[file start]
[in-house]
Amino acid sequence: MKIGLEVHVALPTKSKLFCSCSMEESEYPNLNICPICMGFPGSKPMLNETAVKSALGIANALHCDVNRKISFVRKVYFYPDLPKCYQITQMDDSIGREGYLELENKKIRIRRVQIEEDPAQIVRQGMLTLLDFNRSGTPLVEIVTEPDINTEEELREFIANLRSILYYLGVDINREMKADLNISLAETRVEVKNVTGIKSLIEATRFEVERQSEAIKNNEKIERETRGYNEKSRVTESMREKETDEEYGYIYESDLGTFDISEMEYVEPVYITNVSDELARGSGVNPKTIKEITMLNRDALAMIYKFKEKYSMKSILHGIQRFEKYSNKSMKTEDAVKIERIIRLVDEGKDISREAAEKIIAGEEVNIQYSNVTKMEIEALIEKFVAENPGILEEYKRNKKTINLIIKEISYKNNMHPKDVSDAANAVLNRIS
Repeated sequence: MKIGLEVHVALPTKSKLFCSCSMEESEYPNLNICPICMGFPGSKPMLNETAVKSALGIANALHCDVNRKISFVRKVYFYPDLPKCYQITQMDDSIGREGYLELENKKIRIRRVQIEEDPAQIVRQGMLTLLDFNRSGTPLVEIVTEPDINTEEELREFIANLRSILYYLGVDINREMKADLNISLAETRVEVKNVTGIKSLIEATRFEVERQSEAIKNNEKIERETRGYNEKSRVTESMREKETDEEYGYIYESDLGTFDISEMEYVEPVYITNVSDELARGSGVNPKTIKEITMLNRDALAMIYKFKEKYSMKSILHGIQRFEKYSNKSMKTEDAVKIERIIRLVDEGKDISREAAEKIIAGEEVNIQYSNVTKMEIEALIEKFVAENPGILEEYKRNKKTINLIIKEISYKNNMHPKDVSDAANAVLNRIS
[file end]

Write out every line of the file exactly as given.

[in-house]
Amino acid sequence: MKIGLEVHVALPTKSKLFCSCSMEESEYPNLNICPICMGFPGSKPMLNETAVKSALGIANALHCDVNRKISFVRKVYFYPDLPKCYQITQMDDSIGREGYLELENKKIRIRRVQIEEDPAQIVRQGMLTLLDFNRSGTPLVEIVTEPDINTEEELREFIANLRSILYYLGVDINREMKADLNISLAETRVEVKNVTGIKSLIEATRFEVERQSEAIKNNEKIERETRGYNEKSRVTESMREKETDEEYGYIYESDLGTFDISEMEYVEPVYITNVSDELARGSGVNPKTIKEITMLNRDALAMIYKFKEKYSMKSILHGIQRFEKYSNKSMKTEDAVKIERIIRLVDEGKDISREAAEKIIAGEEVNIQYSNVTKMEIEALIEKFVAENPGILEEYKRNKKTINLIIKEISYKNNMHPKDVSDAANAVLNRIS
Repeated sequence: MKIGLEVHVALPTKSKLFCSCSMEESEYPNLNICPICMGFPGSKPMLNETAVKSALGIANALHCDVNRKISFVRKVYFYPDLPKCYQITQMDDSIGREGYLELENKKIRIRRVQIEEDPAQIVRQGMLTLLDFNRSGTPLVEIVTEPDINTEEELREFIANLRSILYYLGVDINREMKADLNISLAETRVEVKNVTGIKSLIEATRFEVERQSEAIKNNEKIERETRGYNEKSRVTESMREKETDEEYGYIYESDLGTFDISEMEYVEPVYITNVSDELARGSGVNPKTIKEITMLNRDALAMIYKFKEKYSMKSILHGIQRFEKYSNKSMKTEDAVKIERIIRLVDEGKDISREAAEKIIAGEEVNIQYSNVTKMEIEALIEKFVAENPGILEEYKRNKKTINLIIKEISYKNNMHPKDVSDAANAVLNRIS